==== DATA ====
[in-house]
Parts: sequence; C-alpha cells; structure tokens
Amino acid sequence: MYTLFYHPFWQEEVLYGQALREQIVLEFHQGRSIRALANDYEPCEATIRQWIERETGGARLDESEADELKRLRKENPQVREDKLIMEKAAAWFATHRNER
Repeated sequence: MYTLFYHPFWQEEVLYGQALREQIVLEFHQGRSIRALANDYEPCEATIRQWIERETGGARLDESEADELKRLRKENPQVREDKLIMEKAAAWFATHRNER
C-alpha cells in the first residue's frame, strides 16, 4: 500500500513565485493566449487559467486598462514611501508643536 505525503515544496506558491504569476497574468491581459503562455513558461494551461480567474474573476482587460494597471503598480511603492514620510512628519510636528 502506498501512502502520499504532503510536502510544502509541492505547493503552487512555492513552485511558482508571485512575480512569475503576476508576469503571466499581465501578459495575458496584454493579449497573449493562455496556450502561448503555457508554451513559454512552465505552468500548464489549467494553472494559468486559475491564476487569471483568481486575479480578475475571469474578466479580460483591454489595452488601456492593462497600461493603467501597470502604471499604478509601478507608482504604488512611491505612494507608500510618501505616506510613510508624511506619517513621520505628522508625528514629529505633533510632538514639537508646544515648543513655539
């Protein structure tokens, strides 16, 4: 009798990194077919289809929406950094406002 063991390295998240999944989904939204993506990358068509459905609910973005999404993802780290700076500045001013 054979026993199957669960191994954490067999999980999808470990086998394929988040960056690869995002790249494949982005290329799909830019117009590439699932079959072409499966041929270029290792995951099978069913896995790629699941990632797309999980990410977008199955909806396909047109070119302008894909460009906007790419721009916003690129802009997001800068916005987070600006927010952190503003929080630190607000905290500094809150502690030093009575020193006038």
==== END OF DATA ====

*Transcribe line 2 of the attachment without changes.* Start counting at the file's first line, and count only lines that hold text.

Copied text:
Parts: sequence; C-alpha cells; structure tokens